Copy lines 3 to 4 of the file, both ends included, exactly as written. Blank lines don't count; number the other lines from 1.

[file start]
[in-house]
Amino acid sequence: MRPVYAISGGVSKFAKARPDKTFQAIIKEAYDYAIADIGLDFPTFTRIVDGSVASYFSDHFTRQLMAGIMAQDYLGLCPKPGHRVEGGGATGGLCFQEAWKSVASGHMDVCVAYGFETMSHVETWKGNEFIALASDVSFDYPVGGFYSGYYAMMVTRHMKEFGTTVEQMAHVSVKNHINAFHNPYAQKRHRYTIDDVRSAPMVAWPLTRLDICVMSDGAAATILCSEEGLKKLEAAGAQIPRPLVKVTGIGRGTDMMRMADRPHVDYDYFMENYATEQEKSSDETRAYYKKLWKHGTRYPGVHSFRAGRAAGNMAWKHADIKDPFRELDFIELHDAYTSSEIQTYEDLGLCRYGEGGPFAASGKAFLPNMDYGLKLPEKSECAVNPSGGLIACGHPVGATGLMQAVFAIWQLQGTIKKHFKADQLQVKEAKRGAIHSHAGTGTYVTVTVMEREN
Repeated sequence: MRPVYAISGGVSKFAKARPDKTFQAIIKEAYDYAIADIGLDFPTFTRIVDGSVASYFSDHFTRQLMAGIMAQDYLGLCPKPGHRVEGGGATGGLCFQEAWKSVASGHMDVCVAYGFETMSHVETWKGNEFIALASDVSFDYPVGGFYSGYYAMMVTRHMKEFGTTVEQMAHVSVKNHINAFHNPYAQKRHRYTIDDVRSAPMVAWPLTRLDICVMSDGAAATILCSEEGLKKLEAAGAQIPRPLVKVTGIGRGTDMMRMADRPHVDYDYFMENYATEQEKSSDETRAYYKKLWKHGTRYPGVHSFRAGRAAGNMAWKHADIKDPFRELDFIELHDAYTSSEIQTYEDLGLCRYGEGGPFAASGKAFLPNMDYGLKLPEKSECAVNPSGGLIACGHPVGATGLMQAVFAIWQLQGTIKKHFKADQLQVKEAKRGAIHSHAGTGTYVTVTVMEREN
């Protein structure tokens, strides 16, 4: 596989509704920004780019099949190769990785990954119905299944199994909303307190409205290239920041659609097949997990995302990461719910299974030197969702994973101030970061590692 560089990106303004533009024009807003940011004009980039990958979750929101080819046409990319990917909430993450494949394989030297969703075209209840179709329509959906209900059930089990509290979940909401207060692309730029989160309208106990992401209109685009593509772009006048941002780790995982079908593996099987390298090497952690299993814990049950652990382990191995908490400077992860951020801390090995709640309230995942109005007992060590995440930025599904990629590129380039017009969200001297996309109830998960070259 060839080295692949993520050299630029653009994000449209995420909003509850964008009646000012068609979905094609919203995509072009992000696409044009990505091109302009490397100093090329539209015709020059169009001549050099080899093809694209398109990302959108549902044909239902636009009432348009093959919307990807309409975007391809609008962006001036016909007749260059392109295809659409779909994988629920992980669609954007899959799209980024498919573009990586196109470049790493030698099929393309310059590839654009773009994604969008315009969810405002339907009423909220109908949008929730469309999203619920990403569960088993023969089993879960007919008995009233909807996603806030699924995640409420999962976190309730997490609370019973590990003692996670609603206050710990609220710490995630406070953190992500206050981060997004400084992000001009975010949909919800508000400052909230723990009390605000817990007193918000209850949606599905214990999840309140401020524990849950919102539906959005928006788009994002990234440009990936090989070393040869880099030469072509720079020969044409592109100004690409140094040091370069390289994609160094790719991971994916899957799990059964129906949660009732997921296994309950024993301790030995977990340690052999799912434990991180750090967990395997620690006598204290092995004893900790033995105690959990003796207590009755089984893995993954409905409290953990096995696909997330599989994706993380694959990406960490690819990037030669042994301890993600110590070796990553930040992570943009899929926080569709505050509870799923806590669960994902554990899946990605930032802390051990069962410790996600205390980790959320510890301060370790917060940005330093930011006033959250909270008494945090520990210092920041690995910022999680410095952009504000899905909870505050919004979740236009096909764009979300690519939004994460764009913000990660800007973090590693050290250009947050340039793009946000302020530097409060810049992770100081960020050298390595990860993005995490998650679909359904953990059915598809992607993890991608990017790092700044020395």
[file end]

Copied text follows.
Repeated sequence: MRPVYAISGGVSKFAKARPDKTFQAIIKEAYDYAIADIGLDFPTFTRIVDGSVASYFSDHFTRQLMAGIMAQDYLGLCPKPGHRVEGGGATGGLCFQEAWKSVASGHMDVCVAYGFETMSHVETWKGNEFIALASDVSFDYPVGGFYSGYYAMMVTRHMKEFGTTVEQMAHVSVKNHINAFHNPYAQKRHRYTIDDVRSAPMVAWPLTRLDICVMSDGAAATILCSEEGLKKLEAAGAQIPRPLVKVTGIGRGTDMMRMADRPHVDYDYFMENYATEQEKSSDETRAYYKKLWKHGTRYPGVHSFRAGRAAGNMAWKHADIKDPFRELDFIELHDAYTSSEIQTYEDLGLCRYGEGGPFAASGKAFLPNMDYGLKLPEKSECAVNPSGGLIACGHPVGATGLMQAVFAIWQLQGTIKKHFKADQLQVKEAKRGAIHSHAGTGTYVTVTVMEREN
């Protein structure tokens, strides 16, 4: 596989509704920004780019099949190769990785990954119905299944199994909303307190409205290239920041659609097949997990995302990461719910299974030197969702994973101030970061590692 560089990106303004533009024009807003940011004009980039990958979750929101080819046409990319990917909430993450494949394989030297969703075209209840179709329509959906209900059930089990509290979940909401207060692309730029989160309208106990992401209109685009593509772009006048941002780790995982079908593996099987390298090497952690299993814990049950652990382990191995908490400077992860951020801390090995709640309230995942109005007992060590995440930025599904990629590129380039017009969200001297996309109830998960070259 060839080295692949993520050299630029653009994000449209995420909003509850964008009646000012068609979905094609919203995509072009992000696409044009990505091109302009490397100093090329539209015709020059169009001549050099080899093809694209398109990302959108549902044909239902636009009432348009093959919307990807309409975007391809609008962006001036016909007749260059392109295809659409779909994988629920992980669609954007899959799209980024498919573009990586196109470049790493030698099929393309310059590839654009773009994604969008315009969810405002339907009423909220109908949008929730469309999203619920990403569960088993023969089993879960007919008995009233909807996603806030699924995640409420999962976190309730997490609370019973590990003692996670609603206050710990609220710490995630406070953190992500206050981060997004400084992000001009975010949909919800508000400052909230723990009390605000817990007193918000209850949606599905214990999840309140401020524990849950919102539906959005928006788009994002990234440009990936090989070393040869880099030469072509720079020969044409592109100004690409140094040091370069390289994609160094790719991971994916899957799990059964129906949660009732997921296994309950024993301790030995977990340690052999799912434990991180750090967990395997620690006598204290092995004893900790033995105690959990003796207590009755089984893995993954409905409290953990096995696909997330599989994706993380694959990406960490690819990037030669042994301890993600110590070796990553930040992570943009899929926080569709505050509870799923806590669960994902554990899946990605930032802390051990069962410790996600205390980790959320510890301060370790917060940005330093930011006033959250909270008494945090520990210092920041690995910022999680410095952009504000899905909870505050919004979740236009096909764009979300690519939004994460764009913000990660800007973090590693050290250009947050340039793009946000302020530097409060810049992770100081960020050298390595990860993005995490998650679909359904953990059915598809992607993890991608990017790092700044020395």